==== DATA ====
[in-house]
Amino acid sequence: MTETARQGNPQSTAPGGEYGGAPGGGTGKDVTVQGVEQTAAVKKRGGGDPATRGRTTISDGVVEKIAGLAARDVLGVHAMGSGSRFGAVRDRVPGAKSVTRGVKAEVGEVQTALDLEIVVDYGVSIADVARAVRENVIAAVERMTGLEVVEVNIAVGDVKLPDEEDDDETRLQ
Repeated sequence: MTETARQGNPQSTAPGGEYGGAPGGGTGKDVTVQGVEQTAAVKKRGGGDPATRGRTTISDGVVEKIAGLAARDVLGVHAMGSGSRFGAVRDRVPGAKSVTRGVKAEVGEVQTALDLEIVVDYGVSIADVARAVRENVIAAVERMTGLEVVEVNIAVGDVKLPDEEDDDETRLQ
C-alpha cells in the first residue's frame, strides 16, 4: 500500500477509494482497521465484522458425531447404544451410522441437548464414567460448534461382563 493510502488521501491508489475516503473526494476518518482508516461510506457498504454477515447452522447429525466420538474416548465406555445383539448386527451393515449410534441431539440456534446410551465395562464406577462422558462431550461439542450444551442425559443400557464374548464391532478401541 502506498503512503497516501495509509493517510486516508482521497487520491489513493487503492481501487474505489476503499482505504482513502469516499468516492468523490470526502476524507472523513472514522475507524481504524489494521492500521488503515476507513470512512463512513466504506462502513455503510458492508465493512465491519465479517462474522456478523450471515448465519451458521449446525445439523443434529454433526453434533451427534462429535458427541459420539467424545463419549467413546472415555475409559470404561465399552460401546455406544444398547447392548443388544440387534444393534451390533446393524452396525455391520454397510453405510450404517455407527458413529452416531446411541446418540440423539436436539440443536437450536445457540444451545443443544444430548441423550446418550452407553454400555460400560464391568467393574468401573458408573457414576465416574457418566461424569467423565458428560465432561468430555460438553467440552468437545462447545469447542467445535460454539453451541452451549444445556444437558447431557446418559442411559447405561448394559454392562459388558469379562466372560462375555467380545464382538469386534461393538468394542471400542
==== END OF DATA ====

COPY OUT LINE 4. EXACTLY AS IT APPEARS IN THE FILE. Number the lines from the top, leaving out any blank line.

C-alpha cells in the first residue's frame, strides 16, 4: 500500500477509494482497521465484522458425531447404544451410522441437548464414567460448534461382563 493510502488521501491508489475516503473526494476518518482508516461510506457498504454477515447452522447429525466420538474416548465406555445383539448386527451393515449410534441431539440456534446410551465395562464406577462422558462431550461439542450444551442425559443400557464374548464391532478401541 502506498503512503497516501495509509493517510486516508482521497487520491489513493487503492481501487474505489476503499482505504482513502469516499468516492468523490470526502476524507472523513472514522475507524481504524489494521492500521488503515476507513470512512463512513466504506462502513455503510458492508465493512465491519465479517462474522456478523450471515448465519451458521449446525445439523443434529454433526453434533451427534462429535458427541459420539467424545463419549467413546472415555475409559470404561465399552460401546455406544444398547447392548443388544440387534444393534451390533446393524452396525455391520454397510453405510450404517455407527458413529452416531446411541446418540440423539436436539440443536437450536445457540444451545443443544444430548441423550446418550452407553454400555460400560464391568467393574468401573458408573457414576465416574457418566461424569467423565458428560465432561468430555460438553467440552468437545462447545469447542467445535460454539453451541452451549444445556444437558447431557446418559442411559447405561448394559454392562459388558469379562466372560462375555467380545464382538469386534461393538468394542471400542